Martin Luther King, Jr., [January 15, 1929-April 4, 1968] was born Michael Luther King, Jr., but later had his name changed to Martin. His grandfather began the family's long tenure as pastors of the Ebenezer Baptist Church in Atlanta, serving from 1914 to 1931; his father has served from then until the present, and from 1960 until his death Martin Luther acted as co-pastor. Martin Luther attended segregated public schools in Georgia, graduating from high school at the age of fifteen; he received the B. A. degree in 1948 from Morehouse College, a distinguished Negro institution of Atlanta from which both his father and grandfather had graduated. After three years of theological study at Crozer Theological Seminary in Pennsylvania where he was elected president of a predominantly white senior class, he was awarded the B.D. in 1951. With a fellowship won at Crozer, he enrolled in graduate studies at Boston University, completing his residence for the doctorate in 1953 and receiving the degree in 1955. In Boston he met and married Coretta Scott, a young woman of uncommon intellectual and artistic attainments. They started a family and have two sons and two daughters.
In 1954, Martin Luther King accepted the pastorale of the Dexter Avenue Baptist Church in Montgomery, Alabama. Always a strong worker for civil rights for members of his race, King was, by this time, a member of the executive committee of the National Association for the Advancement of Colored People, the leading organization of its kind in the nation. He was ready, then, early in December, 1955, to accept the leadership of the first great Negro nonviolent demonstration of contemporary times in the United States, the bus boycott described by Gunnar Jahn in his presentation speech in honor of the laureate. The boycott lasted 382 days. On December 21, 1956, after the Supreme Court of the United States had declared unconstitutional the laws requiring segregation on buses, Negroes and whites rode the buses as equals. During these days of boycott, King was arrested, his home was bombed, he was subjected to personal abuse, but at the same time he emerged as a Negro leader of the first rank.
In 1957 he was elected president of the Southern Christian Leadership Conference, an organization formed to provide new leadership for the now burgeoning civil rights movement. The ideals for this organization he took from Christianity; its operational techniques from Gandhi. In the eleven-year period between 1957 and 1968, King traveled over six million miles and spoke over twenty-five hundred times, appearing wherever there was injustice, protest, and action; and meanwhile he wrote five books as well as numerous articles. In these years, he led a massive protest in Birmingham, Alabama, that caught the attention of the entire world, providing what he called a coalition of conscience. and inspiring his "Letter from a Birmingham Jail", a manifesto of the Negro revolution; he planned the drives in Alabama for the registration of Negroes as voters; he directed the peaceful march on Washington, D.C., of 250,000 people to whom he delivered his address, "l Have a Dream", he conferred with President John F. Kennedy and campaigned for President Lyndon B. Johnson; he was arrested upwards of twenty times and assaulted at least four times; he was awarded five honorary degrees; was named Man of the Year by Time magazine in 1963; and became not only the symbolic leader of American blacks but also a world figure.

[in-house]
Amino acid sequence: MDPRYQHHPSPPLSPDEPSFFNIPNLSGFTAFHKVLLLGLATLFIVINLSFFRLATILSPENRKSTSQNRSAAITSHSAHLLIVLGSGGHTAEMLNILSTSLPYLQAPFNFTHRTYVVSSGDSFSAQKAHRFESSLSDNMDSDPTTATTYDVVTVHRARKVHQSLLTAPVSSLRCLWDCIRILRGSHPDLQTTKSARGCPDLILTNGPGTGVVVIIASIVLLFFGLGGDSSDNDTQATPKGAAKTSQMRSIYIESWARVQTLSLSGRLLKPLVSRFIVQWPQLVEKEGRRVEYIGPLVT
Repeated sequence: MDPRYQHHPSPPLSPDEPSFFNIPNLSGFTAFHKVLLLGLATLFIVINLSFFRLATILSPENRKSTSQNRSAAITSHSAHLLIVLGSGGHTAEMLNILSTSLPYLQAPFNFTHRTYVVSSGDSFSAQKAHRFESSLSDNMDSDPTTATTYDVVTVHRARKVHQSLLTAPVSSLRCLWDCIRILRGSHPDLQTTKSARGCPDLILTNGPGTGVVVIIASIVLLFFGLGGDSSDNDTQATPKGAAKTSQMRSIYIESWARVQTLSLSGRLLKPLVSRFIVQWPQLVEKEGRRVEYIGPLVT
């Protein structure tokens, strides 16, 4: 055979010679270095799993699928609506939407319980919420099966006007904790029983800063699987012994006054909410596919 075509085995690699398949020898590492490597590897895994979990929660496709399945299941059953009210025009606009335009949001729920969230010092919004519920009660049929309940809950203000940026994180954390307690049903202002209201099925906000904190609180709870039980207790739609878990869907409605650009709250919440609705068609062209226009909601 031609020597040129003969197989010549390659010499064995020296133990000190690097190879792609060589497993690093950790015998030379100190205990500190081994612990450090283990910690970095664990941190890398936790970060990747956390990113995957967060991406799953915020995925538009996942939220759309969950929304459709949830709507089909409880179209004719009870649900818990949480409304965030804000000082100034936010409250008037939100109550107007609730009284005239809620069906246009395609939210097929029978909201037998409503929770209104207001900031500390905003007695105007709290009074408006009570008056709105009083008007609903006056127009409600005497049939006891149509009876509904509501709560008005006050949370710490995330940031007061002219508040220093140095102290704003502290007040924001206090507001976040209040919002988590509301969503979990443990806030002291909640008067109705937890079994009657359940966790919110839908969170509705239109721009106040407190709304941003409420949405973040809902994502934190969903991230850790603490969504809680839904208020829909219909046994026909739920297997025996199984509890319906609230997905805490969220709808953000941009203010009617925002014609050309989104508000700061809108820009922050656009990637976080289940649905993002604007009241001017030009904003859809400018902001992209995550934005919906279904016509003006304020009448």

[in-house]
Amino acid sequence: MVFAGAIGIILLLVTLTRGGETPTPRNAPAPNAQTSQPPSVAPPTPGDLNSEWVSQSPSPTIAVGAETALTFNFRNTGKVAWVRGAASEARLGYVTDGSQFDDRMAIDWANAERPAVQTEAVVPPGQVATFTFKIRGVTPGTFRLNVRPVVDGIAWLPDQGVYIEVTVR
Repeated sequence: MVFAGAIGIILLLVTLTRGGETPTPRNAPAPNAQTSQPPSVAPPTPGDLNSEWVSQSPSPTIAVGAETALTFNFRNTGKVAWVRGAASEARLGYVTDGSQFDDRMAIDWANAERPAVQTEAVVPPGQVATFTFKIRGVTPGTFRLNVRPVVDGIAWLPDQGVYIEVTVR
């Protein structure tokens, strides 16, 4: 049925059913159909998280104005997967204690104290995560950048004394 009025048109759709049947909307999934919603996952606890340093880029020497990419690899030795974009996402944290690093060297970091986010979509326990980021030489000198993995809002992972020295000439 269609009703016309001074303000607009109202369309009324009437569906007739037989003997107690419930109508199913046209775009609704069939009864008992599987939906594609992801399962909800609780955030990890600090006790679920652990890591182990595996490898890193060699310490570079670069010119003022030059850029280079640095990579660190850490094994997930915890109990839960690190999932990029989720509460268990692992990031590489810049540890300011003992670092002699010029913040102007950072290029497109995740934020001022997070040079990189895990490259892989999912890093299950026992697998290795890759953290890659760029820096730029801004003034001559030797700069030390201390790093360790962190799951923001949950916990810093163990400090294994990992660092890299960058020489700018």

At the age of thirty-five, Martin Luther King, Jr., was the youngest man to have received the Nobel Peace Prize. When notified of his selection, he announced that he would turn over the prize money of $54,123 to the furtherance of the civil rights movement.